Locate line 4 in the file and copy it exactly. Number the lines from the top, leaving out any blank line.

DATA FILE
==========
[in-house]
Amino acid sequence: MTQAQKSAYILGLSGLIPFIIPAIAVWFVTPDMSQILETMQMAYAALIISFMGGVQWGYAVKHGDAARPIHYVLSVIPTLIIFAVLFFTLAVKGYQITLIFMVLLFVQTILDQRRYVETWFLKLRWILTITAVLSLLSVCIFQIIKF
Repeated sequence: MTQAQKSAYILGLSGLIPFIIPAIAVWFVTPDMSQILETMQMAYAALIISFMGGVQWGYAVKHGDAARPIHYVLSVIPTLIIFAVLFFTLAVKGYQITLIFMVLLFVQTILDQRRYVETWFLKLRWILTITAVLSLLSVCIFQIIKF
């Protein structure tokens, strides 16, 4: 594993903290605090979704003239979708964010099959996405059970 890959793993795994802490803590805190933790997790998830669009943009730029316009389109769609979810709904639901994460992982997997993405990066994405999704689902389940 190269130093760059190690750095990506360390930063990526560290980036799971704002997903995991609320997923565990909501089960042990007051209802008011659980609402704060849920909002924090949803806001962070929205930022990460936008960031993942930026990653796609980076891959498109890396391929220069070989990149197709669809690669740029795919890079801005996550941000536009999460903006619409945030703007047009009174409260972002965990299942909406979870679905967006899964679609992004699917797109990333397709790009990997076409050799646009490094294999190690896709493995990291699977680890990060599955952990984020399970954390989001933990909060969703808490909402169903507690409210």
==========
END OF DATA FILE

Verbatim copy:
């Protein structure tokens, strides 16, 4: 594993903290605090979704003239979708964010099959996405059970 890959793993795994802490803590805190933790997790998830669009943009730029316009389109769609979810709904639901994460992982997997993405990066994405999704689902389940 190269130093760059190690750095990506360390930063990526560290980036799971704002997903995991609320997923565990909501089960042990007051209802008011659980609402704060849920909002924090949803806001962070929205930022990460936008960031993942930026990653796609980076891959498109890396391929220069070989990149197709669809690669740029795919890079801005996550941000536009999460903006619409945030703007047009009174409260972002965990299942909406979870679905967006899964679609992004699917797109990333397709790009990997076409050799646009490094294999190690896709493995990291699977680890990060599955952990984020399970954390989001933990909060969703808490909402169903507690409210």